We hope this annual gift will help RAGofAZ take good care of those 15 puppies and 7 big Goldens they just rescued. I’m pretty sure someday those pups will grow up and they’ll want to paw it forward too.

Love, Lexi, Cooper, and Angel Riley



Lexi after enjoying the jacuzzi at Auberge de Sedona


after enjoying the jacuzzi at Auberge de Sedona



Welcome our 4000th Rescued Golden Retriever!

Charlotte now Zoey2
Charlotte now Zoey pool
Charlotte now Zoey

More than twenty five years ago, a devoted animal lover named Joyce Hubler founded Rescue A Golden of Arizona (RAGofAZ), a non-profit organization dedicated to the rescue, care, and re-homing of abandoned, lost, or displaced Golden Retrievers. Since that day, RAGofAZ has grown into one of the most prominent and successful animal rescues in the state, with more than 700 members. We have even expanded our mission nationally and internationally in support of other rescues in the midwest and several foreign countries. 

Now, another milestone … the rescue of our 4000th Golden Retriever!

In February of this year, a beautiful six-month old pup named Charlotte entered our rescue in need of a new forever home. Now renamed Zoey, she possesses all the beauty and charm that make this lovable breed of dog so special. And she will forever hold the title of 4000th rescued Golden Retriever.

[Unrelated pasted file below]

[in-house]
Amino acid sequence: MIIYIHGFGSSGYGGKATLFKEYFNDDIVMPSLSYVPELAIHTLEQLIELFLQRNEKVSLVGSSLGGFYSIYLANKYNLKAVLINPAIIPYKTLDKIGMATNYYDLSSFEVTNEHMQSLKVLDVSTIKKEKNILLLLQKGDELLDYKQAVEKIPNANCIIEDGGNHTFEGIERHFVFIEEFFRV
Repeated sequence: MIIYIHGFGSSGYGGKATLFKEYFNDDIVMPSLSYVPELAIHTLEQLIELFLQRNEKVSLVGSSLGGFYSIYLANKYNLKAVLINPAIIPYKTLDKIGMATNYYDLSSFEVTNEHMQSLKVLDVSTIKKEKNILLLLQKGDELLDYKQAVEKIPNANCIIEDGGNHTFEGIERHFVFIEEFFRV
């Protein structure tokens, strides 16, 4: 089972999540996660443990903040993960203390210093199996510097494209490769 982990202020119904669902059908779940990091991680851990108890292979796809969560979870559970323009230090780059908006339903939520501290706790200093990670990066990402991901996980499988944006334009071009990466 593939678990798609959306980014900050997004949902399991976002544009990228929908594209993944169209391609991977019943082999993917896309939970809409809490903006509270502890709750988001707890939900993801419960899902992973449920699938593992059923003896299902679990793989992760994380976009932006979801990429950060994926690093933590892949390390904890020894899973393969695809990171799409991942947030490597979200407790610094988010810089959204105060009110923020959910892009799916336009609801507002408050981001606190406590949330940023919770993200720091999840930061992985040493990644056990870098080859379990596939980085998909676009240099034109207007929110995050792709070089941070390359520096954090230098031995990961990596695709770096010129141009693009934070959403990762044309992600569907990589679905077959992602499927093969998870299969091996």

On behalf of the hundreds of volunteers who have worked tirelessly for a quarter century to offer 3,999 other Goldens a second chance at life, we welcome Zoey to her forever home.

All for the love of a Golden …


Need lower cost vet care?

dr kelly logoFor some time, Rescue a Golden has been sending our rescued Golden Retrievers to Dr. Kelly’s Surgical Unit whenever possible for spay/neuter procedures. They have provided excellent service and care, and their prices are very reasonable. Dr. Kelly’s is also open to the public. They have 3 clinics in the Phoenix area and one in Tucson. If your furry friend needs surgery or dental work and the prices at your regular vet take your breath away, check out Dr. Kelly’s.
As they say on their website: